DECISION
SANDOVAL-GUTIERREZ, J.:
Before us is a petition for review on certiorari[1] assailing the Decision[2] of the Court
of Appeals dated April 21, 1997 in CA-G.R. CV No. 44240 affirming with modification
the Decision of the Regional Trial Court (RTC), Branch 148, Makati City in Civil Case
No. 90-849, Spouses Benjamin Navarro and Rosita Fortea vs. Second Laguna
Development Bank, spouses Domalito Velasco and Esther Navarro, Luciana Navarro
and spouses Isaac Guzman and Vilma Esporlas, for annulment of foreclosure of
mortgage and consolidation of ownership and damages.
Subject of this suit is the 1/6 portion of a parcel of land located in Alabang,
Muntinlupa, known as Lot No. 1513-A, Plan Psd-51043, consisting of 345 square
meters and covered by TCT No. (244200) 114525 of the Registry of Deeds of Makati
City.
Records show that the late Catalino Navarro and his wife Consuelo Hernandez
originally owned Lot No. 1513-A. On December 4, 1968, they sold 5/6 of the
unsegregated portion of the lot to their children, namely, Leticia, Esther, Benjamin,
Luciana and Leoniza, all surnamed Navarro. By virtue of the sale, TCT No. 244200

was issued in their names. Spouses Benjamin and Rosita Navarro, herein petitioners,
are listed therein as co-owners of the property.
On March 18, 1978, without the knowledge and consent of petitioners, spouses
Donalito Velasco and Esther Navarro, conspiring with the latters sister Luciana
Navarro, executed a falsified Deed of Absolute Sale wherein they made it appear that
the entire lot was sold to said spouses Velasco for P35,000.00. TCT No. 244200 was
thus cancelled and in lieu thereof, TCT No. 114526 was issued in the names of
spouses Velasco. Subsequently, they mortgaged the property to respondent Second
Laguna Development Bank to secure payment of a loan.
On June 30, 1987, upon failure of spouses Velasco to pay their loan, respondent bank
had the mortgage foreclosed. On August 8, 1988 and January 5, 1990, petitioners,
introducing themselves as attorneys-in-fact of Esther Navarro-Velasco, wrote
respondent bank, offering to redeem the property for P450,000.00. However, they
failed to do so. Hence, ownership thereof was consolidated in the name of respondent
bank under TCT No. 168230 issued on February 1, 1990.
On March 26, 1990, petitioners filed with the RTC a complaint against respondent
bank and spouses Velasco (docketed as Civil Case No. 90-849) praying for the (a)
annulment of the mortgage; (b) cancellation of TCT No. 168230 in the name of
respondent bank; and (c) award of damages and attorneys fees. In their complaint,
petitioners alleged that the sale of the lot with respect to their 1/6 share (59 square
meters) is void ab initio considering that their signatures appearing in the Deed of
Absolute Sale dated March 18, 1978 were falsified. Consequently, the mortgage
contract involving their share executed by spouses Velasco and respondent bank is
likewise void.
On April 3, 1990, respondent bank sold the lot to respondent spouses Isaac Guzman
and Vilma Esporlas and on May 18, 1990, TCT No. 169929[3] was issued in their
names. Thereupon, petitioners impleaded spouses Guzman as additional defendants
in Civil Case No. 90-849. Petitioners alleged that said spouses were purchasers in bad
faith because they knew of the pending litigation concerning the property.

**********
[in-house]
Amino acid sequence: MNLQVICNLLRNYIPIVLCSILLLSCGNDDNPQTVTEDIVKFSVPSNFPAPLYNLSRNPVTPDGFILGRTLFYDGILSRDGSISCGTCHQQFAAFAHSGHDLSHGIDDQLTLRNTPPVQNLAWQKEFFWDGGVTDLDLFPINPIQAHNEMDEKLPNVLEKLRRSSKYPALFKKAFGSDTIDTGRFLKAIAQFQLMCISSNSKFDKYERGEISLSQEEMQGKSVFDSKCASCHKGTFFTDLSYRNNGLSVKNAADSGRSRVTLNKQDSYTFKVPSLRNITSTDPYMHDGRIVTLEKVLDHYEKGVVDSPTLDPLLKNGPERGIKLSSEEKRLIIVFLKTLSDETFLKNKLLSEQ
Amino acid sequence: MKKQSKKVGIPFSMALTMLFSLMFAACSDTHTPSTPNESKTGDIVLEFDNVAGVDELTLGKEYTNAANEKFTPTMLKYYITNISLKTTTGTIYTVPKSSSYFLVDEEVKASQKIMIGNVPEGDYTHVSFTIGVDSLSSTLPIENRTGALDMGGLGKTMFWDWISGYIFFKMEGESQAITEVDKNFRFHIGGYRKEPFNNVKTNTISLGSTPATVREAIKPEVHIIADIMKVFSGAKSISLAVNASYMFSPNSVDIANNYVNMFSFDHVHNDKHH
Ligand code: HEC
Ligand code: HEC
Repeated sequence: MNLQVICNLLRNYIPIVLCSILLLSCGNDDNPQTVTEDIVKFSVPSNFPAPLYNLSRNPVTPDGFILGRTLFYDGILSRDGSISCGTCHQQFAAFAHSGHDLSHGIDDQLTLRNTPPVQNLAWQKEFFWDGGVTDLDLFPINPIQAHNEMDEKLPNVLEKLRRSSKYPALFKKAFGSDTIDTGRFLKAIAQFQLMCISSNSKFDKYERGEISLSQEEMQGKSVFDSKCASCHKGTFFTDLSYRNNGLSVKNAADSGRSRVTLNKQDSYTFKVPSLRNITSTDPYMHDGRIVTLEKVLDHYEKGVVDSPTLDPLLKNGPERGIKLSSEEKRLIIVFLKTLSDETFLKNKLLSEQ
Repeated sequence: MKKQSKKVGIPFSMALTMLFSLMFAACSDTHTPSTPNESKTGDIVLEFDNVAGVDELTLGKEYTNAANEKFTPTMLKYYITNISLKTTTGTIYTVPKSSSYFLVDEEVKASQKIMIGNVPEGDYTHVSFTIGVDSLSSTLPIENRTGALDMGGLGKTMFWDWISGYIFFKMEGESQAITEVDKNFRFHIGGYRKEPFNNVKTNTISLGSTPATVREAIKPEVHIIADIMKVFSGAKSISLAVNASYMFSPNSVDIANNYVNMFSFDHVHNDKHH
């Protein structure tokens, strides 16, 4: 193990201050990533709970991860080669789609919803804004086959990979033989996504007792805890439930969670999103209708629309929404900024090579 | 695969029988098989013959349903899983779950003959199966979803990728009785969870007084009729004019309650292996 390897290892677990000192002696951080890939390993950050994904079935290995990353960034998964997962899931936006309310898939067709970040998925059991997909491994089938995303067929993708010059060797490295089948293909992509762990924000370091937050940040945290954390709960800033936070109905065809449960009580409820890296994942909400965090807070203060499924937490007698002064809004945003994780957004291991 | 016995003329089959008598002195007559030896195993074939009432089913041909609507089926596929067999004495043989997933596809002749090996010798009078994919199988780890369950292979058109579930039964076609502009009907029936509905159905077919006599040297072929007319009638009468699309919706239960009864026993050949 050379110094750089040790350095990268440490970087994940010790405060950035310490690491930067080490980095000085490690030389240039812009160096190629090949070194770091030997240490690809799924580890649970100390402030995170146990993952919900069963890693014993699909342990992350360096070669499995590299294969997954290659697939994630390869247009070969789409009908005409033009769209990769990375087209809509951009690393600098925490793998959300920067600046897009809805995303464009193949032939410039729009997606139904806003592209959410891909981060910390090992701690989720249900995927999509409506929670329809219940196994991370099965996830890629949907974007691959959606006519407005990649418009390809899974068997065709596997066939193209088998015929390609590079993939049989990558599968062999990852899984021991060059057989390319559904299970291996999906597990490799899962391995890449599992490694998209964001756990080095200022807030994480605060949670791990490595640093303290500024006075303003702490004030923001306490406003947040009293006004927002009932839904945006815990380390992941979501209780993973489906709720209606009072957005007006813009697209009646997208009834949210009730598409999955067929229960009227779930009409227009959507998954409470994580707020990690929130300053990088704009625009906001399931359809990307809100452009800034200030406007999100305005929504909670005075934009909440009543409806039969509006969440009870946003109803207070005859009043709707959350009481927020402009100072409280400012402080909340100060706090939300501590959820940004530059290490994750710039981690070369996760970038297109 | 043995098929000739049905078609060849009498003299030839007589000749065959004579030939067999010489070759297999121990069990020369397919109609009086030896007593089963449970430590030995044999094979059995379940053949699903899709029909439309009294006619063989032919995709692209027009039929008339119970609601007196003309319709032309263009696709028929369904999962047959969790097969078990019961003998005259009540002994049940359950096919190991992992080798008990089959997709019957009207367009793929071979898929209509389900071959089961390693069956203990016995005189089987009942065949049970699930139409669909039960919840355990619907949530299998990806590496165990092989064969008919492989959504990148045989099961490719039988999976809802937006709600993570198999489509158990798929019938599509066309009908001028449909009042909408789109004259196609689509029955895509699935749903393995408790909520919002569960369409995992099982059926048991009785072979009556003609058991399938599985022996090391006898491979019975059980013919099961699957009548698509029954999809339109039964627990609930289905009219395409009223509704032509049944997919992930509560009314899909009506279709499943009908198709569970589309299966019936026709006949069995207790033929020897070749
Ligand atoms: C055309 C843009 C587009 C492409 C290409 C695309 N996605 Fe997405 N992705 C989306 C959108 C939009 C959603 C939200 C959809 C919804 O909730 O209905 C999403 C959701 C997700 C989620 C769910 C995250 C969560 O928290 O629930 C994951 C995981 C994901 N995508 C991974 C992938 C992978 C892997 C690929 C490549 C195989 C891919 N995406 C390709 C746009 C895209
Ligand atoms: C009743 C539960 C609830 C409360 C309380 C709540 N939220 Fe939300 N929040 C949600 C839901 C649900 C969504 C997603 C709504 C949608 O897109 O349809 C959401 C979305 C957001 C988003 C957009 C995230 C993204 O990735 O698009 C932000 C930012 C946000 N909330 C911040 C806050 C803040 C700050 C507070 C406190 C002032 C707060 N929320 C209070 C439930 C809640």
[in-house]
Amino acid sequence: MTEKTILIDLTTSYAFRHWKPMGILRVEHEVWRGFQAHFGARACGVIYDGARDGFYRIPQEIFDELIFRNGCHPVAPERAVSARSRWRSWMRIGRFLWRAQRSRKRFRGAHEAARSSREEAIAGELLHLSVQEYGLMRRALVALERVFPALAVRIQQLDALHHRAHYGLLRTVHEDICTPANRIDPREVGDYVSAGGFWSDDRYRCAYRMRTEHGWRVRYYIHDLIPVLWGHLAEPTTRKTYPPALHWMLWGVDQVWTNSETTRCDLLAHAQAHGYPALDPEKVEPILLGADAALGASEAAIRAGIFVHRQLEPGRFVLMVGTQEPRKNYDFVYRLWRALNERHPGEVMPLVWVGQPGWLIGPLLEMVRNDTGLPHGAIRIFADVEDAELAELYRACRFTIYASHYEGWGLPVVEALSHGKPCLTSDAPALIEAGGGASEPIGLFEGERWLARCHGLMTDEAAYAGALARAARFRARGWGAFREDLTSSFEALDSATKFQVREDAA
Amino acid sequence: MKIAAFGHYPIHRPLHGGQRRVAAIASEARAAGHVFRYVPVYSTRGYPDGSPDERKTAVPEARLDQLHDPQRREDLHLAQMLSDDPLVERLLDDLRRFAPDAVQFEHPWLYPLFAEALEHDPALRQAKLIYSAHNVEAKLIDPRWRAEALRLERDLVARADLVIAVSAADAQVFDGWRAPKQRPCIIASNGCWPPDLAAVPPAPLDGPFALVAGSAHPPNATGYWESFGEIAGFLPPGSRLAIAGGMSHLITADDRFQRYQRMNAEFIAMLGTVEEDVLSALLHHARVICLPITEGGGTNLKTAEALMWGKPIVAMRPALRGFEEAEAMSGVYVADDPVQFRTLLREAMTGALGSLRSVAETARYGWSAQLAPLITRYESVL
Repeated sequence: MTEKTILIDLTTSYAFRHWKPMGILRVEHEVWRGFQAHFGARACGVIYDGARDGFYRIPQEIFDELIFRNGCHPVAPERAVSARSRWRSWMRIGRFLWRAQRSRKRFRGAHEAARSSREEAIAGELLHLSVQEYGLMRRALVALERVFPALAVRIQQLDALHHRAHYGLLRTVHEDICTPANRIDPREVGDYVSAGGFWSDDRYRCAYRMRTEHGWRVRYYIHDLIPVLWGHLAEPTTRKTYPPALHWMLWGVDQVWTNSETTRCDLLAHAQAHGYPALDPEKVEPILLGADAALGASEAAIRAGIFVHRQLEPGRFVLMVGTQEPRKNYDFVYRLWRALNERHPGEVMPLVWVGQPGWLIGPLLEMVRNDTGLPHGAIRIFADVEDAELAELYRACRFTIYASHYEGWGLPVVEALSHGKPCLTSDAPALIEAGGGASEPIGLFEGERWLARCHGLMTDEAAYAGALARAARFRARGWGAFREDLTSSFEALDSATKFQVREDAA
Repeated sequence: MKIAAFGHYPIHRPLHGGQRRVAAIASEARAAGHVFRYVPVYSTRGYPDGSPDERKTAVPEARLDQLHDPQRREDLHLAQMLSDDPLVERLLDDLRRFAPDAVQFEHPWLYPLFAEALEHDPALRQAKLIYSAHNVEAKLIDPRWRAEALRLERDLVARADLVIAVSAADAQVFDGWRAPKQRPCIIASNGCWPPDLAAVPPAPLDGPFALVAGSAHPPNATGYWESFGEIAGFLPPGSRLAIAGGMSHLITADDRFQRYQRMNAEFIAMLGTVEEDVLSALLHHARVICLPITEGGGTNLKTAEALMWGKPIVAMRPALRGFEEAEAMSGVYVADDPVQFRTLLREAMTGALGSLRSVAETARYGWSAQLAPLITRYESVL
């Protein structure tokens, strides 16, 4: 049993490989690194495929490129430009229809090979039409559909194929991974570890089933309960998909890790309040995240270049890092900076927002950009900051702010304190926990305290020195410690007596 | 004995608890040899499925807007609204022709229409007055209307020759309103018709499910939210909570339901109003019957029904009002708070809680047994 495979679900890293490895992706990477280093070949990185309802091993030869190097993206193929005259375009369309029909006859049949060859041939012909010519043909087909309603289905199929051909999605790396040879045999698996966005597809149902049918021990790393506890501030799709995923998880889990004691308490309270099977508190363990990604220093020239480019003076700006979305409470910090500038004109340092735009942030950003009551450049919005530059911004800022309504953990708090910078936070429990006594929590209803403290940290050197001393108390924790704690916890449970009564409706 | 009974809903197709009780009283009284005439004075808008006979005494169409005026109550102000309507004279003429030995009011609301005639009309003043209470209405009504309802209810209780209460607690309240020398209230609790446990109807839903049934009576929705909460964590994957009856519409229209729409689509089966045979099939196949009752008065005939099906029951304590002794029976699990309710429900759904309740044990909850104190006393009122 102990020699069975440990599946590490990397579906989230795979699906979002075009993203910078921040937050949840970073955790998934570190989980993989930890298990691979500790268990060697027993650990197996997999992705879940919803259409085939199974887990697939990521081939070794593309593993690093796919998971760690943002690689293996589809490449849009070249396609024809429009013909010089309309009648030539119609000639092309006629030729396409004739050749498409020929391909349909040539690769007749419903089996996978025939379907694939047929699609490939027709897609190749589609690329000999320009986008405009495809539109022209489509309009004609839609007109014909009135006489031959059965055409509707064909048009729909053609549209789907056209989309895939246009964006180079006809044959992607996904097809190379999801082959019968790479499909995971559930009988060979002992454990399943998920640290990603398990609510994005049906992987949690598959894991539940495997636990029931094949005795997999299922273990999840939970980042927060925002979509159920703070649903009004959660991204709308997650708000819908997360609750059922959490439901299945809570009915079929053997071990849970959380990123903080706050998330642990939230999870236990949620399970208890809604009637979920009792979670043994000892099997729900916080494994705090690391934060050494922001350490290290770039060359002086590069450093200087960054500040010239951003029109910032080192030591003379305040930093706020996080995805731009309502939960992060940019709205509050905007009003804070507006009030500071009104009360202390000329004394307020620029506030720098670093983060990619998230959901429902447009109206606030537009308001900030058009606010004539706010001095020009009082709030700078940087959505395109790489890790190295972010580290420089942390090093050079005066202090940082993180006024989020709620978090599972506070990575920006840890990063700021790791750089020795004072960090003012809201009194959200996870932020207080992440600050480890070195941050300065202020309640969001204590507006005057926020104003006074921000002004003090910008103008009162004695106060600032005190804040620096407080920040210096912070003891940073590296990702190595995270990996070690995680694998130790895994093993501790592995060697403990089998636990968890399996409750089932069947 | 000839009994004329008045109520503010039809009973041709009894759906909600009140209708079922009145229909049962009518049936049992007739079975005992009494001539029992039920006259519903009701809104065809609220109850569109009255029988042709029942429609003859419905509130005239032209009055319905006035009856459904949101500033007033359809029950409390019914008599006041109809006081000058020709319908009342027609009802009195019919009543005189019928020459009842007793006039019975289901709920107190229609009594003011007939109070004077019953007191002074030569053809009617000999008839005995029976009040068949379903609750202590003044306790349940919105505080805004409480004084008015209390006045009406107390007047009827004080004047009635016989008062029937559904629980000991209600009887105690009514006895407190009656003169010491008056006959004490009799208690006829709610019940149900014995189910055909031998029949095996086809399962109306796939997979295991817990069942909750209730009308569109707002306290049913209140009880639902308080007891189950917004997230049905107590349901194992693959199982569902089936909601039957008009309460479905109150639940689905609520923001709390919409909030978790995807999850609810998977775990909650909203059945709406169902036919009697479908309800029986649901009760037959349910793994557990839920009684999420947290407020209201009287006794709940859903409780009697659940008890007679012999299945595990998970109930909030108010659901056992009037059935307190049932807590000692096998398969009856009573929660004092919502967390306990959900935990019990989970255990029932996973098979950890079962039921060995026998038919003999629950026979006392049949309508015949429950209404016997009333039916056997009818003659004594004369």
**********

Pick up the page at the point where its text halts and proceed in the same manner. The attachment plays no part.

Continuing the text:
On July 29, 1991, the trial court declared spouses Velasco in default for their failure
to file an answer.
On September 29, 1993, the trial court rendered its Decision[4] dismissing petitioners
complaint; upholding the validity of the foreclosure of mortgage and declaring
respondent spouses Guzman the lawful owners of the property; ordering petitioners to
pay said spouses P50,000.00 as actual damages, P30,000.00 as moral damages and
P35,000.00 as attorneys fees; ordering petitioners to pay respondent bank P25,000.00
as attorneys fees; and ordering spouses Velasco to pay petitioners P268,000.00

corresponding to the value of the latters 1/6 share in the property and P20,000.00 as
attorneys fees.
On appeal, the Court of Appeals affirmed with modification the RTC decision, thus:
WHEREFORE, the decision appealed from is hereby MODIFIED by deleting the awards
of actual and moral damages as well as attorneys fees in favor of defendant spouses
Vilma Esporlas Guzman and Isaac Guzman, and the award of attorneys fees in favor of
defendant Second Laguna Development Bank.
With the above modifications, the judgment below is AFFIRMED in all other respects.
No pronouncement as to costs.
SO ORDERED.[5]
The Court of Appeals ratiocinated as follows:
Inevitably, the core of the controversy is the determination of whether or not defendant
spouses Vilma Esporlas and Isaac Guzman are purchasers in good faith.
Apart from appellants bare assertion, we find no evidence to establish appellees bad
faith. It is settled jurisprudence that whoever alleges bad faith in any transaction must
substantiate his allegation, since it is presumed that a person takes ordinary care of
his concerns and that private transactions have been entered in good faith.
Clearly, we find appellants wanting in this respect.
In this connection, it is essential to point out that prior to the foreclosure sale,
appellants had the opportunity to object to the validity of the mortgage over the
property in controversy.
It is beyond dispute, as disclosed by evidence, that on June 4, 1986, appellant
Benjamin Navarro wrote a certain Oscar of defendant-appellee bank, asking for the
Statement of Accounts of defendant Esther Navarro.
On August 8, 1988, appellant spouses wrote defendant-appellee bank, introducing
themselves as the attorneys-in-fact of defendant Esther Navarro.
Again, on January 5, 1990, appellant Benjamin Valerio (believed to be Benjamin
Navarro by the court a quo per his signature) wrote the Far East Bank & Trust
Company, the owner of defendant bank, requesting the latter to allow redemption of
the land for (P450,000.00).

On all these occasions, appellants did not even bother to question the validity of the